“I’m so impressed by the compassion in every team member of The Legacy,” said Cohn. “The dignity and the respect that surrounds every single client goes above and beyond, and I feel honored, and blessed, to be a part of it all.”

A heart for kavod:
Faith Retsky

There are few corners of Dallas’ Jewish community that Faith Retsky, Legacy at Home’s Business Relations and Jewish Community Liaison, hasn’t experienced. The game of Jewish geography is one she’ll win every time.

“I’m now serving the parents, and grandparents, of some of my preschoolers from years ago and it’s wonderful to have these connections,” said Retsky whose role includes working with clients regarding the agency’s  home health, hospice and personal assistance services.  “It doesn’t matter what age, or what stage, you are working with people, having kavod, respect, is something that guides me in every way.”

Retsky began her career in L.A., working in the preschools and religious schools of congregations Adat Shalom, Beth Am and Sinai Temple.  Having made Dallas home since 1988, Retsky taught in the preschools of congregations Beth Torah and Temple Shalom and she was the preschool director at Congregation Anshai Torah. She taught religious school at congregations Beth Torah, Shearith Israel and Temple Shalom, the latter for which she also served as youth group advisor. 

Retsky has also taught at Adat Chaverim, where her family are among the earliest members, and for whom she has served as b’nai mitzvah tutor, board vice-president, chair of religious practices and membership and also as president of Women of Adat Chaverim.

At The Legacy, Retsky’s mindset — and heartset — is to connect to the Jewish community and to share the resources that Legacy At Home can provide.

Even during the pandemic, she worked hard to connect. At Hanukkah,  she directed the sharing of more than 300 gift bags of dreidels and gelt to seniors in private homes, hospitals and assisted living centers around the community. At Purim, she helped arrange, with Jewish Family Service, the delivery of shaloch manot baskets to the community’s Holocaust survivors.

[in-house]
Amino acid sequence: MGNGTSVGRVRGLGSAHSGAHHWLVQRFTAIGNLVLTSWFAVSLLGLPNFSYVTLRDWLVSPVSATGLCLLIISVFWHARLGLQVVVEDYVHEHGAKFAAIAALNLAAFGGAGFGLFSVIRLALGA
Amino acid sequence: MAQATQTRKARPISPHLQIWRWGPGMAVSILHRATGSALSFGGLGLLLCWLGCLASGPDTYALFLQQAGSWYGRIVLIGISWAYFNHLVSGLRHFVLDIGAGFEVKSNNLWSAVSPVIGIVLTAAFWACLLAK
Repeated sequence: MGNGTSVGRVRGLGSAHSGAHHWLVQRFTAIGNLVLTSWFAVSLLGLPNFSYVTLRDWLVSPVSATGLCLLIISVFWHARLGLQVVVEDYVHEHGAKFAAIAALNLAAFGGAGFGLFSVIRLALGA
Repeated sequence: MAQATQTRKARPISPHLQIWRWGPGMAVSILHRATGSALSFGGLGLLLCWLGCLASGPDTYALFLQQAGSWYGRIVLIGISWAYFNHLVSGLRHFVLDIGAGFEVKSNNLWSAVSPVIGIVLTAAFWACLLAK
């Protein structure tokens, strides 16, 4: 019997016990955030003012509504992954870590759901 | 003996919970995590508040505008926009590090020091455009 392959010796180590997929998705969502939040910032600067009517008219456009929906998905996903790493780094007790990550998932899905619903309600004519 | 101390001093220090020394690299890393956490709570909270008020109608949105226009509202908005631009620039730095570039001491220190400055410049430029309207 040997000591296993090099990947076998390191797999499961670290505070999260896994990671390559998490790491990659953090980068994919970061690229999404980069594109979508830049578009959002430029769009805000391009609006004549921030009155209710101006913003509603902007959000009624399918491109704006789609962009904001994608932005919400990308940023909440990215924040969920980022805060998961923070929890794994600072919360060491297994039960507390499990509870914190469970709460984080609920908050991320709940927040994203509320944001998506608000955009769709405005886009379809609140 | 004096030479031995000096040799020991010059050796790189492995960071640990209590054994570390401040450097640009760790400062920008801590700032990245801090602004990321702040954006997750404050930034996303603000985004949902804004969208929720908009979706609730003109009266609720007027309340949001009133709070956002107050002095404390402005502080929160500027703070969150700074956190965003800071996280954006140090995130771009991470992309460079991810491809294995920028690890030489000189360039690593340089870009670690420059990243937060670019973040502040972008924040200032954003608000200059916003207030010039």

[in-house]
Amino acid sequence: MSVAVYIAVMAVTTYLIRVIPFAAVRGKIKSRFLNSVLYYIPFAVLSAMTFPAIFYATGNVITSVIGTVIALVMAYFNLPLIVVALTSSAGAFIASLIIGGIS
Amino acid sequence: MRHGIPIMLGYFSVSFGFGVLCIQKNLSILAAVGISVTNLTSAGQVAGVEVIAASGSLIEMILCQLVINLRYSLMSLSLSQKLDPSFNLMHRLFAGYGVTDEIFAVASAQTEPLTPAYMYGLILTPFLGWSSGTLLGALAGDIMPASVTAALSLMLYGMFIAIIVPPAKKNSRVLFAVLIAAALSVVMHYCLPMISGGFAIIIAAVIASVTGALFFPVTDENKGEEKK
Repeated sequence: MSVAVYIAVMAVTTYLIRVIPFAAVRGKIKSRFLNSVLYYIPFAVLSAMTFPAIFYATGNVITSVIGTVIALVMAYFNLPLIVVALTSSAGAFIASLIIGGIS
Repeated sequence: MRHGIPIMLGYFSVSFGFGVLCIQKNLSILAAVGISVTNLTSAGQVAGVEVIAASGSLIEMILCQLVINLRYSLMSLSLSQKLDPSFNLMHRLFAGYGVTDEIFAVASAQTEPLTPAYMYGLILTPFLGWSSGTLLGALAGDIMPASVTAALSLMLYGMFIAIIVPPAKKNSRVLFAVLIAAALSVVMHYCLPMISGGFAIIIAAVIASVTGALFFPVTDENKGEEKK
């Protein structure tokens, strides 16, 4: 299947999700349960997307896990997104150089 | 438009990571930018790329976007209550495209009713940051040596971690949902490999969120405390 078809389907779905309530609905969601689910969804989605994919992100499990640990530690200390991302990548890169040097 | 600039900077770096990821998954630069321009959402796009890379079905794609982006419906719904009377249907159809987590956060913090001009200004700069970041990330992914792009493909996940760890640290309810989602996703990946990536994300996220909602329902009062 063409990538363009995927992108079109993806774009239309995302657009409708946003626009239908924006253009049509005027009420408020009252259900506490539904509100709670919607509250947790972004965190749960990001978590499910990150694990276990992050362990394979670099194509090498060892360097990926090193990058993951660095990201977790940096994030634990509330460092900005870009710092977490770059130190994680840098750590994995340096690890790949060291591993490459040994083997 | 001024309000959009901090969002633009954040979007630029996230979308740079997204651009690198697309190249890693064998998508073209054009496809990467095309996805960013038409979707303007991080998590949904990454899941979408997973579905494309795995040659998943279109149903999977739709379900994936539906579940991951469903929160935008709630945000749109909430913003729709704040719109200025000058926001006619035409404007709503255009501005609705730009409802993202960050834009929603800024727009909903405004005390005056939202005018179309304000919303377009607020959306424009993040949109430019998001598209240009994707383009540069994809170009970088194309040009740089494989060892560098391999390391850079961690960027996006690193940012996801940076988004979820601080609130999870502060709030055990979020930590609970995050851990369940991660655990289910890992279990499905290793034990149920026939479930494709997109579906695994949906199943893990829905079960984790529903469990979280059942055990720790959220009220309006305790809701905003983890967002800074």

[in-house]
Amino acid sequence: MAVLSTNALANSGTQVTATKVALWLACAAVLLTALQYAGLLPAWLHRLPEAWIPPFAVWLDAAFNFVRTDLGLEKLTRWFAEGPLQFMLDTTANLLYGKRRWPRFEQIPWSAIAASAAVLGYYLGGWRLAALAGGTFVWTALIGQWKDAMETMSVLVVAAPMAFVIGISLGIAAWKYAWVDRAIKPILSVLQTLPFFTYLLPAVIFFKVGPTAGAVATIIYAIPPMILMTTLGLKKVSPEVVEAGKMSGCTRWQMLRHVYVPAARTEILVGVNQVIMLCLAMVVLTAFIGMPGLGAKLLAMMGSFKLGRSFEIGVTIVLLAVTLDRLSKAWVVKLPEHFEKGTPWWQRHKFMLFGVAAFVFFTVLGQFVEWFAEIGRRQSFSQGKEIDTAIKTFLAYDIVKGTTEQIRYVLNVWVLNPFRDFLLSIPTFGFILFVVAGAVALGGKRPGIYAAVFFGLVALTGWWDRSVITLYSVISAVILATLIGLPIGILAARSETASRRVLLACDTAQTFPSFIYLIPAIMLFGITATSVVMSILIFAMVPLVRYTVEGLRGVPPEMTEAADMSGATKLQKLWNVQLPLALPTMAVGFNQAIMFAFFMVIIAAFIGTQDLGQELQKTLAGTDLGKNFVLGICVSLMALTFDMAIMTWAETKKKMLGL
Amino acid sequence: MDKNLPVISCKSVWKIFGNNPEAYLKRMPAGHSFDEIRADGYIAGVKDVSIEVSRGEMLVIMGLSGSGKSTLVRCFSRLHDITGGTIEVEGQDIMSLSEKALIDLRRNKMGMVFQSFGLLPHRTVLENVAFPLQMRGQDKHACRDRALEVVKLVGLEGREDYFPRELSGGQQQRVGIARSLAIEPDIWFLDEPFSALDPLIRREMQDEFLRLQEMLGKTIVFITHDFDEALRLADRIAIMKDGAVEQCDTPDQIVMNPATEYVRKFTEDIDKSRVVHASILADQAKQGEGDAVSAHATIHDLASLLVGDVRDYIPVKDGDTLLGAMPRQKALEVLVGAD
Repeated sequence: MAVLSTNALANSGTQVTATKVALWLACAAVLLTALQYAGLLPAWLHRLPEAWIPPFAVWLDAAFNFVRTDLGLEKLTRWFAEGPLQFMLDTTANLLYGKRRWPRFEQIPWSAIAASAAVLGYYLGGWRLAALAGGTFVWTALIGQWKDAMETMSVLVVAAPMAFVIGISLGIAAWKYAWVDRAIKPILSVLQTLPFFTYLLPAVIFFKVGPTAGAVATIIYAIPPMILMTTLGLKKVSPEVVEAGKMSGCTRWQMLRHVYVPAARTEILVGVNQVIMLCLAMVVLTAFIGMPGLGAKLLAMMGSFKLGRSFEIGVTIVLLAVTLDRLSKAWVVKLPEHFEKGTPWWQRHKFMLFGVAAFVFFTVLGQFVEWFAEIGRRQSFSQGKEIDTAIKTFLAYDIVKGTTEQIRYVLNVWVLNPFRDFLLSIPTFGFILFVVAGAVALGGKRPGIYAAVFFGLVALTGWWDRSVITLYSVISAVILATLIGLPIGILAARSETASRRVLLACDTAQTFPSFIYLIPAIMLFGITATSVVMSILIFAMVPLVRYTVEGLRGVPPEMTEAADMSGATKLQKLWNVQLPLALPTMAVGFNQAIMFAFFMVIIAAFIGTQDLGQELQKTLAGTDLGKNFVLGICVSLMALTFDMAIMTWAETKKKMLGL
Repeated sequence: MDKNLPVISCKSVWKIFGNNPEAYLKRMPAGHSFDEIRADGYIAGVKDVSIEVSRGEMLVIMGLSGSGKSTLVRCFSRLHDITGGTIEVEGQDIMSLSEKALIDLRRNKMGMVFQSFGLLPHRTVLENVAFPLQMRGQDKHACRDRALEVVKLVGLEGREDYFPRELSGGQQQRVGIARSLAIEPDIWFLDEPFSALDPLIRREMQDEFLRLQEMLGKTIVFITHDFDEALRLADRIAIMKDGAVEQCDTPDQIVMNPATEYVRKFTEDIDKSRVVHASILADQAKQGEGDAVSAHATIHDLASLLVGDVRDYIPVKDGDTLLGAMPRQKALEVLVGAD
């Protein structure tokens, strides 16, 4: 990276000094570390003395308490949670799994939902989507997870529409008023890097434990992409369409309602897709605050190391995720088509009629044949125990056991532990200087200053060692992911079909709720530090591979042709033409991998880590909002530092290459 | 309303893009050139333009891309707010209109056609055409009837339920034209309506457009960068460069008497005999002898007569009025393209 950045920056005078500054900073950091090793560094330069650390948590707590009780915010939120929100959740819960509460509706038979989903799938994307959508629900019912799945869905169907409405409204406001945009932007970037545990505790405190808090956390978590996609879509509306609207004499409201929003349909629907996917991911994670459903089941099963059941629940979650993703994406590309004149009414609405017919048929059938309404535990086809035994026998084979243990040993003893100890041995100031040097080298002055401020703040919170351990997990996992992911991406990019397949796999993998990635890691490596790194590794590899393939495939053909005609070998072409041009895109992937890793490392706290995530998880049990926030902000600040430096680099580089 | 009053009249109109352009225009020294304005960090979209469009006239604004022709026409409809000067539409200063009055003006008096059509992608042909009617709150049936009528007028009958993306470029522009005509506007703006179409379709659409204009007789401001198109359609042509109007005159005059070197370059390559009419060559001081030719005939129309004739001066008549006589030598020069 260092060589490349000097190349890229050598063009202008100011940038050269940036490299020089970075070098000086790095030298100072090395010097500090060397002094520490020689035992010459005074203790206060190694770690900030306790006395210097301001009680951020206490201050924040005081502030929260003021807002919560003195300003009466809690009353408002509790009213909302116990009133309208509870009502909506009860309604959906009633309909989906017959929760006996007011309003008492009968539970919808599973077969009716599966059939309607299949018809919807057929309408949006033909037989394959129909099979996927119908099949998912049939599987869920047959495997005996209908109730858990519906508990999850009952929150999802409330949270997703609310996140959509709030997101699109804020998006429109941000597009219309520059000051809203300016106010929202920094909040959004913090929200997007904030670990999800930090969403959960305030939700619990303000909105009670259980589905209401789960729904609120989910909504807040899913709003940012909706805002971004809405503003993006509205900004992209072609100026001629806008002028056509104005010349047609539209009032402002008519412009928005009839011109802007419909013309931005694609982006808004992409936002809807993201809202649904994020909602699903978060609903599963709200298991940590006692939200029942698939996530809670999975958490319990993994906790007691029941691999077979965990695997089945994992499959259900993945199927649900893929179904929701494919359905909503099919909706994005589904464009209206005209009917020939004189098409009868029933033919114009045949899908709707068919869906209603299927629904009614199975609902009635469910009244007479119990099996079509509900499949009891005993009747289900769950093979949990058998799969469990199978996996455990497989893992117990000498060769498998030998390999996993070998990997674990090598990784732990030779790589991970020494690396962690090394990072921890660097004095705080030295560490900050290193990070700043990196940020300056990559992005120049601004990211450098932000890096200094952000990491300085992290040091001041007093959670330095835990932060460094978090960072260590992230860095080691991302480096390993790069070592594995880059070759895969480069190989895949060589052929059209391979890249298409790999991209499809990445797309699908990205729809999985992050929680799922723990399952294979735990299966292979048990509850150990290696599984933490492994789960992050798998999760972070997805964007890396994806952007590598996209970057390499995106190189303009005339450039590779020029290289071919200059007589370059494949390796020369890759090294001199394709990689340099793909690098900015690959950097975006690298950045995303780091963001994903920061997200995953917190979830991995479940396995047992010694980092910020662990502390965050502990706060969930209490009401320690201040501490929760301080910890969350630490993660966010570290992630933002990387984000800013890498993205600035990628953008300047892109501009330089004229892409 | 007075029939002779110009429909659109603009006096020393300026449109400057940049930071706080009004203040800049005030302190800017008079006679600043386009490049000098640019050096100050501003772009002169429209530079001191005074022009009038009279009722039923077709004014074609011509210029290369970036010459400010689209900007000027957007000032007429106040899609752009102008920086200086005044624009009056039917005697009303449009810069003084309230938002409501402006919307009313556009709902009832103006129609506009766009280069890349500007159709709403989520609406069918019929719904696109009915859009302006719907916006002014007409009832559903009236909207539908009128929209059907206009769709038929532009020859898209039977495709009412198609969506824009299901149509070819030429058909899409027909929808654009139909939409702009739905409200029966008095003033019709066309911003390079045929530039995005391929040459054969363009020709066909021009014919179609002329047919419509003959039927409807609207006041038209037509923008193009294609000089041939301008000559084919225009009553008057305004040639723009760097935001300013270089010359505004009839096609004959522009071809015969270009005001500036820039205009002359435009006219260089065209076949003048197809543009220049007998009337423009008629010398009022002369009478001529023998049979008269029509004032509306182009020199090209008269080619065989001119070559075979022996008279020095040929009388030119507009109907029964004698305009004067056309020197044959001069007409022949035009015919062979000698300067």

“Faith has a servant’s heart that really can’t be compared, and she is always there with more energy than anyone,” said Legacy executive director Haecker. “She is always professional and supportive and really, to know Faith is to love her, to adore her and to trust her.”

Retsky was born in Germany at Hahn Air Base, but raised in San Antonio, beginning at age 3. She is the daughter of Geraldine and Robert Peretz of blessed memory, and the sister of Cheryl, Debra, Hope, Marvin, Richard and Wayne. 

Her deep connection to her Jewish identity began at Congregation Agudas Achim in San Antonio. During her years at Churchill High School, Retsky served as regional Southwest United Synagogue Youth (SWUSY). It was during that time she first connected to her future husband, Jerry, then a member of USY through Richardson’s Congregation Beth Torah.  They began dating at 16 and this year celebrated their 33rd anniversary, the two married by Rabbi Kenneth Roseman, of blessed memory, then of Temple Shalom.

The parents of Robyn, of blessed memory, and David (Emilee) and grandparents of Alexander and Allison, the Retskys are proud of their  “Grammi” and “Grumpi” roles. 

“Kavod, respect, is of the holiest of words.  You can’t have Torah without kavod, there are no personal or professional relationships that last without it,” said Retsky, who worked in pediatric home health before focusing on the adult population. “I’m honored to bring my community, and The Legacy’s continuum of care and its really incredible staff, together, to provide kavod in every manner of care.”